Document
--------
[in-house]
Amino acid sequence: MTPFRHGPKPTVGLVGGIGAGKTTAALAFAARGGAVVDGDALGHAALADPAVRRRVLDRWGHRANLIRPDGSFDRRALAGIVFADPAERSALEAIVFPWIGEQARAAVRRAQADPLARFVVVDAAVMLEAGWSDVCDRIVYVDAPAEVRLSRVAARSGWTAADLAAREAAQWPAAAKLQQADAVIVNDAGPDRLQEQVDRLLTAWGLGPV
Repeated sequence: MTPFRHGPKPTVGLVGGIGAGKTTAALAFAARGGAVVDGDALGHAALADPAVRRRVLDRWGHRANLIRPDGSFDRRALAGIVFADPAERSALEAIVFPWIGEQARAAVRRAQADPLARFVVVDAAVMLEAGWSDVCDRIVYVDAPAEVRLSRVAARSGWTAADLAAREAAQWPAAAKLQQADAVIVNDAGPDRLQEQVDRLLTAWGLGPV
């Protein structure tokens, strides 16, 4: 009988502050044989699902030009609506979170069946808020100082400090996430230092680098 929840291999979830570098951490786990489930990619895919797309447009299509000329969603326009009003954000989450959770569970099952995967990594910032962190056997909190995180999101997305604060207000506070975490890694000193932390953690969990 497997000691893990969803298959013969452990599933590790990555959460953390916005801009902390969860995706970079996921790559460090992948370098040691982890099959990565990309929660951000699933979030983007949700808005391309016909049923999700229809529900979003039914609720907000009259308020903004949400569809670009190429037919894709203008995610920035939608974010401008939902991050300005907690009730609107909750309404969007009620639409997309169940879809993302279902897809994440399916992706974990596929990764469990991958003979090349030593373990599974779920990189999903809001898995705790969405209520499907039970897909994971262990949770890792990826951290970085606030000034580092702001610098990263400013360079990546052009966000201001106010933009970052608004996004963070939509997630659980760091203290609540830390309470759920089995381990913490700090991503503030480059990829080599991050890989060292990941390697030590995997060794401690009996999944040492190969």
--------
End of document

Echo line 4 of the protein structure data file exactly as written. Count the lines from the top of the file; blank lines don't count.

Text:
């Protein structure tokens, strides 16, 4: 009988502050044989699902030009609506979170069946808020100082400090996430230092680098 929840291999979830570098951490786990489930990619895919797309447009299509000329969603326009009003954000989450959770569970099952995967990594910032962190056997909190995180999101997305604060207000506070975490890694000193932390953690969990 497997000691893990969803298959013969452990599933590790990555959460953390916005801009902390969860995706970079996921790559460090992948370098040691982890099959990565990309929660951000699933979030983007949700808005391309016909049923999700229809529900979003039914609720907000009259308020903004949400569809670009190429037919894709203008995610920035939608974010401008939902991050300005907690009730609107909750309404969007009620639409997309169940879809993302279902897809994440399916992706974990596929990764469990991958003979090349030593373990599974779920990189999903809001898995705790969405209520499907039970897909994971262990949770890792990826951290970085606030000034580092702001610098990263400013360079990546052009966000201001106010933009970052608004996004963070939509997630659980760091203290609540830390309470759920089995381990913490700090991503503030480059990829080599991050890989060292990941390697030590995997060794401690009996999944040492190969």